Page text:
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Rise Of The Footsoldier (DVD)
Member Name: JJJJ
Rise Of The Footsoldier (DVD)
Date: 14/12/08, updated on 14/12/08 (193 review reads)
Advantages: A Few Interesting Characters
Disadvantages: No Real Story - more a succession of brutal scenes
Directed by Julian Gilbey, 'Rise of the Footsoldier' tells the story of Carton Leach (played by Ricci Harnett) a football hooligan who 'progresses' from simple bouncer to respected crime boss.
Based on a true story (albeit with heavy artistic license) the viewer follows Leach's journey to the top of his dodgy trade - during which time we see torture, violent gangland killings and a whole host of shaky camera fight scenes.
Ricci Harnett is fairly good in the lead role, and the viewer is forced to empathise with him, as although he's a nasty piece of work, he's the only one with an ounce of respect. As a character, Leach is shown to evolve slightly and (unlike his peers) perhaps mellows out a bit towards the end.
The second part of the movie changes its focus to Pat Tate (ex-Eastender Craig Fairbrass) - a complete psycho who will do almost anything for a bit of cash. At one point Tate is shown cutting a mans face open with a pizza slicer - nice bloke eh? Fairbrass is quite good at these hardman roles, and has played a fair few of them in his time.
As brutal as the film is, I wasn't really shocked by anything which was portrayed - probably because I had seen it all before in other films. The movie doesn't shy away from showing stuff like the result of a shot-gun blast to the head at close range, and in combination with the pumping music which accompanies much of the fighting, you can tell that the directors intention is to glorify the violence.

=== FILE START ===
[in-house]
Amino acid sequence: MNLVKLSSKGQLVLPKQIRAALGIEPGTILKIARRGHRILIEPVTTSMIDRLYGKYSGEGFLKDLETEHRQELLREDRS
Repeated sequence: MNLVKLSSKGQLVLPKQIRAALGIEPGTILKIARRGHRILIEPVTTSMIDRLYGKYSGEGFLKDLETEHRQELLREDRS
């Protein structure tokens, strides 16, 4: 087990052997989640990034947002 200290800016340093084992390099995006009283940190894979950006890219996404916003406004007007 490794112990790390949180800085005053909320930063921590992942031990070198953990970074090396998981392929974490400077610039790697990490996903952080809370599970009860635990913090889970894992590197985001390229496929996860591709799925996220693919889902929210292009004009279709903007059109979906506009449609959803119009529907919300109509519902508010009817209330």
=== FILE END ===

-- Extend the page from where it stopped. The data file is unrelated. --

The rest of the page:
The overall message is probably that it's not a good idea to get involved with underground dealings - but to be honest, there's no real message involved at all - and certainly no moral at the end of this one.
On the whole, Rise of the Footsoldier is an interesting film if you want an inside look into the lives of gangland bad boys - but if it's realism you're after, then this movie doesn't really deliver the goods - fights involving hundreds of machette wielding thugs on the London Underground with no police in sight? - come on.
A film that intends to shock more than anything else usually forgets to feature a well written story - and it's no different here. The only refreshing thing about this movie was the fact that it didn't feature Danny Dire - or at least I don't think it did!
Rise of the Footsoldier isn't a terrible film - I enjoyed certain bits of it, but it's definitely not the best either.
I would recommend staying away from this movie if you are easily offended - apart from the graphic violence, it's all 'c***' this and 'c***' that for the entirety of the 119 minute run-time.
The single disc edition of Rise of the Footsoldier costs £4.98 from Amazon.
Summary: Average gangland flick